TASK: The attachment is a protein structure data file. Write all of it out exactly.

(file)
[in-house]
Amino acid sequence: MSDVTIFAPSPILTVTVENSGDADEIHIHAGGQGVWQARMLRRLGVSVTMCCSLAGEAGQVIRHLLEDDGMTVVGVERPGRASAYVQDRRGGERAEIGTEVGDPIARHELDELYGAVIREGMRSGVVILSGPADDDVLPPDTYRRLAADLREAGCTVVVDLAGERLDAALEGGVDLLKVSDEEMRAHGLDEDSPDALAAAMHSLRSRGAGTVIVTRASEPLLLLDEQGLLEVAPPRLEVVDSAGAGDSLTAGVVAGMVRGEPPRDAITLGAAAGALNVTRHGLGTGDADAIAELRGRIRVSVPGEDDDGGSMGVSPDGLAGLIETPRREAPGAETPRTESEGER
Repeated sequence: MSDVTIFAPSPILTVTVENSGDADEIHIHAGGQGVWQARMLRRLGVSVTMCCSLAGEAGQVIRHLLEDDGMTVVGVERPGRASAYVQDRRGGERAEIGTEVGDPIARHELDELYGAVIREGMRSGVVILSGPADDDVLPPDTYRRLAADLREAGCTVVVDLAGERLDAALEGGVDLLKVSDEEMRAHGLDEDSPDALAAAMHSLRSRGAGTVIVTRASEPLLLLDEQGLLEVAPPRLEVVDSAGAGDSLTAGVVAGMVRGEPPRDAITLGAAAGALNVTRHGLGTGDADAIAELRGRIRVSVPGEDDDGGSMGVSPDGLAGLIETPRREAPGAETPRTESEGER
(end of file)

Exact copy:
[in-house]
Amino acid sequence: MSDVTIFAPSPILTVTVENSGDADEIHIHAGGQGVWQARMLRRLGVSVTMCCSLAGEAGQVIRHLLEDDGMTVVGVERPGRASAYVQDRRGGERAEIGTEVGDPIARHELDELYGAVIREGMRSGVVILSGPADDDVLPPDTYRRLAADLREAGCTVVVDLAGERLDAALEGGVDLLKVSDEEMRAHGLDEDSPDALAAAMHSLRSRGAGTVIVTRASEPLLLLDEQGLLEVAPPRLEVVDSAGAGDSLTAGVVAGMVRGEPPRDAITLGAAAGALNVTRHGLGTGDADAIAELRGRIRVSVPGEDDDGGSMGVSPDGLAGLIETPRREAPGAETPRTESEGER
Repeated sequence: MSDVTIFAPSPILTVTVENSGDADEIHIHAGGQGVWQARMLRRLGVSVTMCCSLAGEAGQVIRHLLEDDGMTVVGVERPGRASAYVQDRRGGERAEIGTEVGDPIARHELDELYGAVIREGMRSGVVILSGPADDDVLPPDTYRRLAADLREAGCTVVVDLAGERLDAALEGGVDLLKVSDEEMRAHGLDEDSPDALAAAMHSLRSRGAGTVIVTRASEPLLLLDEQGLLEVAPPRLEVVDSAGAGDSLTAGVVAGMVRGEPPRDAITLGAAAGALNVTRHGLGTGDADAIAELRGRIRVSVPGEDDDGGSMGVSPDGLAGLIETPRREAPGAETPRTESEGER